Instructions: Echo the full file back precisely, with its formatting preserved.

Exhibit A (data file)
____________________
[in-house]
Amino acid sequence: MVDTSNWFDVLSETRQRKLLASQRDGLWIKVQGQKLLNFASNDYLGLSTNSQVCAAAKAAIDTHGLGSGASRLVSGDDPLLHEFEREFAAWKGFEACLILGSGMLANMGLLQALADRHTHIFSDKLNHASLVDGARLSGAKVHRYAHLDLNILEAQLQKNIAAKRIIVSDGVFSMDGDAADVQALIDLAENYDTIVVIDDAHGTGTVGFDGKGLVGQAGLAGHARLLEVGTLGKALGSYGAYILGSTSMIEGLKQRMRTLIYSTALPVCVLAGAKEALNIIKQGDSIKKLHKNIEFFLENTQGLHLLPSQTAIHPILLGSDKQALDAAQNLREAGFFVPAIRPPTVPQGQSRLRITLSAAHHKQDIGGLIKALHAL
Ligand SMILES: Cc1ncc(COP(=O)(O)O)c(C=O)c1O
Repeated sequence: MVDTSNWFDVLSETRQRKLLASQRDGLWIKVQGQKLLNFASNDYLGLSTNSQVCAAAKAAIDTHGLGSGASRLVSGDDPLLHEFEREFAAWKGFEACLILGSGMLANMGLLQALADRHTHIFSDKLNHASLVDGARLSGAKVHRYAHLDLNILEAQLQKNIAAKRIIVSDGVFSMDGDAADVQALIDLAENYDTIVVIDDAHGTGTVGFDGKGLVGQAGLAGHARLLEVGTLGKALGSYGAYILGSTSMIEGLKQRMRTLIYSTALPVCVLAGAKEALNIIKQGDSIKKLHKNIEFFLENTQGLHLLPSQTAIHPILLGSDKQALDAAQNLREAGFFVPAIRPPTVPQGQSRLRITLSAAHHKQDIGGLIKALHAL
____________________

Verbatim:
[in-house]
Amino acid sequence: MVDTSNWFDVLSETRQRKLLASQRDGLWIKVQGQKLLNFASNDYLGLSTNSQVCAAAKAAIDTHGLGSGASRLVSGDDPLLHEFEREFAAWKGFEACLILGSGMLANMGLLQALADRHTHIFSDKLNHASLVDGARLSGAKVHRYAHLDLNILEAQLQKNIAAKRIIVSDGVFSMDGDAADVQALIDLAENYDTIVVIDDAHGTGTVGFDGKGLVGQAGLAGHARLLEVGTLGKALGSYGAYILGSTSMIEGLKQRMRTLIYSTALPVCVLAGAKEALNIIKQGDSIKKLHKNIEFFLENTQGLHLLPSQTAIHPILLGSDKQALDAAQNLREAGFFVPAIRPPTVPQGQSRLRITLSAAHHKQDIGGLIKALHAL
Ligand SMILES: Cc1ncc(COP(=O)(O)O)c(C=O)c1O
Repeated sequence: MVDTSNWFDVLSETRQRKLLASQRDGLWIKVQGQKLLNFASNDYLGLSTNSQVCAAAKAAIDTHGLGSGASRLVSGDDPLLHEFEREFAAWKGFEACLILGSGMLANMGLLQALADRHTHIFSDKLNHASLVDGARLSGAKVHRYAHLDLNILEAQLQKNIAAKRIIVSDGVFSMDGDAADVQALIDLAENYDTIVVIDDAHGTGTVGFDGKGLVGQAGLAGHARLLEVGTLGKALGSYGAYILGSTSMIEGLKQRMRTLIYSTALPVCVLAGAKEALNIIKQGDSIKKLHKNIEFFLENTQGLHLLPSQTAIHPILLGSDKQALDAAQNLREAGFFVPAIRPPTVPQGQSRLRITLSAAHHKQDIGGLIKALHAL